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Hazard or HardshipCrafting Global Norms on the Right to Refuse Unsafe Work$
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Jeffrey Hilgert

Print publication date: 2013

Print ISBN-13: 9780801451898

Published to Cornell Scholarship Online: August 2016

DOI: 10.7591/cornell/9780801451898.001.0001

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Commodified Workers and the International Response

Commodified Workers and the International Response

Chapter:
(p.1) Introduction Commodified Workers and the International Response
Source:
Hazard or Hardship
Author(s):

Jeffrey Hilgert

Publisher:
Cornell University Press
DOI:10.7591/cornell/9780801451898.003.0008

This introductory chapter provides an overview of the book's main themes. This book is about the history of the right to refuse unsafe work under international labor standards. It details how workers lost the right to refuse under international labor and human rights norms. It takes an in-depth look at how our global society has decided to resolve—and failed to resolve—the protection of any fundamental human right to refuse unsafe work. Around the world, every society and government must decide how to protect, or not to protect, each worker from retaliation and termination. This involves not just drafting a progressive antidiscrimination law; it also involves the regulating of work and employment relations on a more fundamental level. Ultimately, the right to refuse unsafe work is a moral question for society. If society crafts institutions, laws, and regulations that expose workers to hostile supervisors and managers without effective recourse, a moral choice has been made. Such a moral choice finds it acceptable that workers are forced to choose between their physical health and safety or their economic livelihood and basic subsistence.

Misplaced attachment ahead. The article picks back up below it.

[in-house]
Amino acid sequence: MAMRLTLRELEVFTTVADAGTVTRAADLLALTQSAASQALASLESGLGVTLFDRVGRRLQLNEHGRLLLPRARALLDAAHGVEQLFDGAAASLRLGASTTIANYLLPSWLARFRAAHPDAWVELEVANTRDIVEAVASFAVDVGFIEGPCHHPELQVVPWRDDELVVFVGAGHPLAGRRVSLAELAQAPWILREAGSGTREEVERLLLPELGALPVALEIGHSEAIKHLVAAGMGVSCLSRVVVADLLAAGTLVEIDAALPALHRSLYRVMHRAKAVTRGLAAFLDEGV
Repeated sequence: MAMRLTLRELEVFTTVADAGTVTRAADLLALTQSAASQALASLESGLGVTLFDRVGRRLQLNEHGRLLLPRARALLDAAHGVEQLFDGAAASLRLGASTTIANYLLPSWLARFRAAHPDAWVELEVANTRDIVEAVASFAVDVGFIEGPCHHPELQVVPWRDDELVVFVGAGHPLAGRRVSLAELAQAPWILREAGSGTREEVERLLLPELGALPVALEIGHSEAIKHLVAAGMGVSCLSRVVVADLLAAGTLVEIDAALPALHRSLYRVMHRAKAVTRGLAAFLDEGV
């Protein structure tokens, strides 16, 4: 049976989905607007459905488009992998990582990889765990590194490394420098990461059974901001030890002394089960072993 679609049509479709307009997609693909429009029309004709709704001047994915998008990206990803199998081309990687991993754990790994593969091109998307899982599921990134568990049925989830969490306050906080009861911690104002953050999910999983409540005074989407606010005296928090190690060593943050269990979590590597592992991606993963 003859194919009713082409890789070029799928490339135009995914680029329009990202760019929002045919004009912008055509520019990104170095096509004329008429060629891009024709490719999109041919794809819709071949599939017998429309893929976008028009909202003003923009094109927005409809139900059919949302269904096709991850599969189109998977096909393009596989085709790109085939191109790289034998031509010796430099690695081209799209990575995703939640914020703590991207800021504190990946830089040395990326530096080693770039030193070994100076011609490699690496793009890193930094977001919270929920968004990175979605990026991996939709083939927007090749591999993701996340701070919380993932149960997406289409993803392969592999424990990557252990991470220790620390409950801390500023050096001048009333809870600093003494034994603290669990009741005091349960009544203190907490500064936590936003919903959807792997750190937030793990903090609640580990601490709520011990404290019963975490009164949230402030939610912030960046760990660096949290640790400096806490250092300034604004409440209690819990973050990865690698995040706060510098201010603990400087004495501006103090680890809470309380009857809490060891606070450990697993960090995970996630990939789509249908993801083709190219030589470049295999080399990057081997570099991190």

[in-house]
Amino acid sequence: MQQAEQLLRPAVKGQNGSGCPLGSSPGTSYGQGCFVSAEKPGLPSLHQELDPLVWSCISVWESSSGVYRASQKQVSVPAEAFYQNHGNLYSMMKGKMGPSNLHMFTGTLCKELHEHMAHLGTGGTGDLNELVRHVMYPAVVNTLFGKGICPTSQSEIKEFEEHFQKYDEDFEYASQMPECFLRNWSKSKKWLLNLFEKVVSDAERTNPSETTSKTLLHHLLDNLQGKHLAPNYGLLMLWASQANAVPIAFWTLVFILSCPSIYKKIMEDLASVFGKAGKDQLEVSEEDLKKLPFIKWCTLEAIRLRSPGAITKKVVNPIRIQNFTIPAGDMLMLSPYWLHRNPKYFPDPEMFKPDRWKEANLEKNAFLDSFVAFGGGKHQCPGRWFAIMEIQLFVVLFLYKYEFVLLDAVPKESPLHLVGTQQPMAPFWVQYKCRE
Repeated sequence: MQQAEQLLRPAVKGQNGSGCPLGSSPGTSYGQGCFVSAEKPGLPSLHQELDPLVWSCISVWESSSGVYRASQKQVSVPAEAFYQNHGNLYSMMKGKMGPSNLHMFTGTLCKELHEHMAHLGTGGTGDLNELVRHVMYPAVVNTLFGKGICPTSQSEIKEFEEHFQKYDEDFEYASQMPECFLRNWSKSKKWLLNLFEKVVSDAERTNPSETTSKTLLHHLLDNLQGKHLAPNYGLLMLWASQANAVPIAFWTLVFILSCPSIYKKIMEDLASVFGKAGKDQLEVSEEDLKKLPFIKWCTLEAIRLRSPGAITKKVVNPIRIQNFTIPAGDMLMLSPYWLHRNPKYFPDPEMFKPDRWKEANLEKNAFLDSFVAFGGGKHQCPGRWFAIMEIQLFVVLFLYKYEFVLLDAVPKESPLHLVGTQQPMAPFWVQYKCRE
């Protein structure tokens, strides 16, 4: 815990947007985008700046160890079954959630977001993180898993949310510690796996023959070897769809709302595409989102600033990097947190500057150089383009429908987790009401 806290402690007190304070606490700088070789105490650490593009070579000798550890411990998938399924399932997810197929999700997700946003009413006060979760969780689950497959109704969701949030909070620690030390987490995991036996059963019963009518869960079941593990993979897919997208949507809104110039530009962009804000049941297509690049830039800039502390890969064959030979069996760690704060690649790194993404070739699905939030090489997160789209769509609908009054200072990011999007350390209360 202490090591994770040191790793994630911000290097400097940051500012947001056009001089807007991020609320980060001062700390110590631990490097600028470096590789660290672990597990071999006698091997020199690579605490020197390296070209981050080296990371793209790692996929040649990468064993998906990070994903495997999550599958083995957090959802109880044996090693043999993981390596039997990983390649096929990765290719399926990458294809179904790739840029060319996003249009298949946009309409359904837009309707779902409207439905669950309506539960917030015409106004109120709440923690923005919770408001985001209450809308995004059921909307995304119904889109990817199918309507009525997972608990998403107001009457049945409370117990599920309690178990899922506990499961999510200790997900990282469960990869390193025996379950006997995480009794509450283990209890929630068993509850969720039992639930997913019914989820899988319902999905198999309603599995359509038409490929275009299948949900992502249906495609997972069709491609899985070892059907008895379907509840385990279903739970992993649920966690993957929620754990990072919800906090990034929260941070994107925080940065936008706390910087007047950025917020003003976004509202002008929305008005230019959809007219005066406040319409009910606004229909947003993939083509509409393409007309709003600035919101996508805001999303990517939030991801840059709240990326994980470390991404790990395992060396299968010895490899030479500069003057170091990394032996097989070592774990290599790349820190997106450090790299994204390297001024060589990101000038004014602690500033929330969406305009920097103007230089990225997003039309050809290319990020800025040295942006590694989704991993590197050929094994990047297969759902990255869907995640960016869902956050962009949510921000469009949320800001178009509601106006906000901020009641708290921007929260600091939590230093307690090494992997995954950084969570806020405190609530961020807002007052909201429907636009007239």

Keywords:   hazardous work, right to refuse, unsafe work, occupational health and safety, international labor standards, human rights

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